Ordinance of 1787


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Ordinance of 1787,

adopted by the Congress of Confederation for the government of the Western territories ceded to the United States by the states. It created the Northwest Territory and is frequently called the Northwest Ordinance. It was based on the ordinance of 1784, drafted by Thomas Jefferson, which provided for dividing the region into numerous territories. The 1784 ordinance never went into effect. In 1785 an ordinance was passed providing for division and sale of the lands. Subsequently, the application of the Ohio Company of AssociatesOhio Company of Associates,
organization for the purchase and settlement of lands on the Ohio River, founded at Boston in 1786. Its organizers were a group of New England men, most of them former American Revolutionary army officers. In July, 1787, one of the directors, Dr.
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 to purchase a large tract of land in the region forced Congress to act on political administration for the area. The able leaders of the company, Rufus PutnamPutnam, Rufus,
1738–1824, American Revolutionary general, one of the founders of the Ohio Company of Associates, b. Sutton, Mass.; cousin of Israel Putnam. In the French and Indian War he joined (1757) the army and saw action around Lake Champlain.
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 and Manasseh CutlerCutler, Manasseh
, 1742–1823, American clergyman, scientist, and one of the organizers of the Ohio Company of Associates, b. Killingly, Conn. A student of both law and theology, he was admitted to the bar in 1767 and was ordained (1771) pastor of the Congregational Church
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, were influential in the drafting of the ordinance, which was passed July 13, 1787. It set up a government in the region N of the Ohio River. A territorial governor, a secretary, and three judges were to be appointed by Congress, which would retain control until the population reached 5,000 voting citizens, when an elected legislature would be set up and the territory would obtain a nonvoting representative in the U.S. House of Representatives. When any portion of the territory reached a population of 60,000 or more, it could apply for admission to the Union as a state according to conditions laid down in the ordinance; there were to be not less than three or more than five states created out of the region (five were ultimately created). The ordinance also provided that no one born in the Northwest Territory should be a slave, that no law should ever be passed there that would impair the obligation of contract, that the fundamental rights and religious freedom be observed, and that education be promoted. The ordinance was the most significant achievement of Congress under the Articles of Confederation. It set the form by which subsequent Western territories were created and later admitted into the Union as states and marked the beginning of Western expansion of the United States.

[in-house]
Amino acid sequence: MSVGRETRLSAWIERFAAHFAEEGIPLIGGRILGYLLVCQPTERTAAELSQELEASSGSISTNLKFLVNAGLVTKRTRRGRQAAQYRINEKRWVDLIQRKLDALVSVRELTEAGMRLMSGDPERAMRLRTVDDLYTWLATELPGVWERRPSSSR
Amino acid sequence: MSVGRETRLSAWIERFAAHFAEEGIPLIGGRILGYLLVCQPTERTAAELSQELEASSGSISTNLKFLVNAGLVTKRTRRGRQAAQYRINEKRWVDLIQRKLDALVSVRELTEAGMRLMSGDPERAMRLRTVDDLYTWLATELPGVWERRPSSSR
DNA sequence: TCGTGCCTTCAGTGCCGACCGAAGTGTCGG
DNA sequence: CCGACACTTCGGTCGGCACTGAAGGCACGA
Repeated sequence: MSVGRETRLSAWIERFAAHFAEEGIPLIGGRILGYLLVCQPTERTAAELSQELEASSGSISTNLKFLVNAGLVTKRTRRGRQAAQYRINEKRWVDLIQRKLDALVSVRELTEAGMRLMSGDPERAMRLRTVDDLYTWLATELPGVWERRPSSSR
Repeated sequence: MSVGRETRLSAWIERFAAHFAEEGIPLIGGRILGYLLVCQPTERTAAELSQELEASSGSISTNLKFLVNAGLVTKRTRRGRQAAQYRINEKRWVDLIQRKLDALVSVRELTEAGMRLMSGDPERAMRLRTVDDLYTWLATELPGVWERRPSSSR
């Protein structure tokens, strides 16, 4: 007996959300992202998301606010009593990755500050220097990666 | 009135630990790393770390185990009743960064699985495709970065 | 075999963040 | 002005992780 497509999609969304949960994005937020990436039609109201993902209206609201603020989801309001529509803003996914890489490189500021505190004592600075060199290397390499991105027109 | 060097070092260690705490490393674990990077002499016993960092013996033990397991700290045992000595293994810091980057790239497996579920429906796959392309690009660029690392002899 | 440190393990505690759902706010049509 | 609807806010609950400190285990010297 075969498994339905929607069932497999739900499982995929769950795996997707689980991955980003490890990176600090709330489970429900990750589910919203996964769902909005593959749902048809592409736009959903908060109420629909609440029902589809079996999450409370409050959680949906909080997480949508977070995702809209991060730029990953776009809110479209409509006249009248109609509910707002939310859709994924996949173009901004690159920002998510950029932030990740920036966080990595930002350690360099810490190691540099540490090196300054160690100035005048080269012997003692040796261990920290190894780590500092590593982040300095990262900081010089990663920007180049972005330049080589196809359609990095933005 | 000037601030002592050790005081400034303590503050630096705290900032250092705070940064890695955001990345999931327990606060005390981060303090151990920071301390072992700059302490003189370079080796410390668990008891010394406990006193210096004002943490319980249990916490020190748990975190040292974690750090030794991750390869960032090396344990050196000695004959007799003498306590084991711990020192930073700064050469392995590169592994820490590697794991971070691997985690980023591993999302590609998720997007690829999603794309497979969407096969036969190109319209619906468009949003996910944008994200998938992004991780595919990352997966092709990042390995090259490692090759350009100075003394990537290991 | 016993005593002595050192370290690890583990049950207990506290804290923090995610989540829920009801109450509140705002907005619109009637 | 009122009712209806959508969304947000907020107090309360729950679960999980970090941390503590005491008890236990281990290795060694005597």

References in periodicals archive ?
Judge Woodward had to determine the legality of slavery in the Territory in 1807 as affected by the 1763 Treaty of Paris, the Northwest Ordinance of 1787, the 1793 statute of the Province of Upper Canada, the 1794 Jay Treaty and the United States Constitution.
The Northwest Ordinance of 1787, which was enacted under the Articles of Confederation in order to establish a government for the territory northwest of the Ohio River, provided for a territorial Delegate.
The volume opens with a discussion of the Northwest Ordinance of 1787 and Michigan's territorial heritage.
In 1798, before John Adams fired him as secretary of state, Pickering actually wrote the bill providing that the Mississippi Territory would be governed according to the terms of the Northwest Ordinance of 1787, except that Article VI, excluding slavery, would not apply.
As the Founding Fathers expressed it in the Northwest Ordinance of 1787, "Religion, morality and knowledge being necessary to good government and the happiness of mankind, schools and the means of education shall forever be encouraged." And yet more bluntly in the words of the fiery Samuel Adams in a letter to James Warren, "No people will tamely surrender their Liberties, nor can any be easily subdued, when knowledge is diffused and Virtue is preserved.
It is not widely known that Illinois's first constitution (1818) exploited a loophole in the Northwest Ordinance of 1787 by allowing black servitude within the state to continue until 1825.
In the Northwest Ordinance of 1787, Congress had prohibited slavery in the area that is now Wisconsin, Michigan, Ohio, Indiana, and Illinois.
Chapter 3 (1988) analyzes the Northwest Ordinance of 1787; while Chapter 7, "Free Blacks, Women, and Business Corporations as Unequal Persons" (1989), examines the ideas of delegates to state constitutional conventions between 1820 and 1870.
During the 13-year period from 1776 to 1789, the United States of America was governed by the Articles of Confederation and by other enactments, including the Northwest Ordinance of 1787. The Northwest Ordinance established the doctrine (the "Free Rivers Doctrine") that interstate commerce along rivers (the principal means of interstate commerce at that time) shall be "forever free."(7)
This ordinance never went into effect, being superseded by the Northwest Ordinance of 1787. In 1805, under the provisions of this act, Congress created the territory of Michigan, with boundaries considerably different from those of the state that eventually evolved from this territory.
States that had previously laid claim to parts of the region had ceded their territories in anticipation of the Northwest Ordinance of 1787.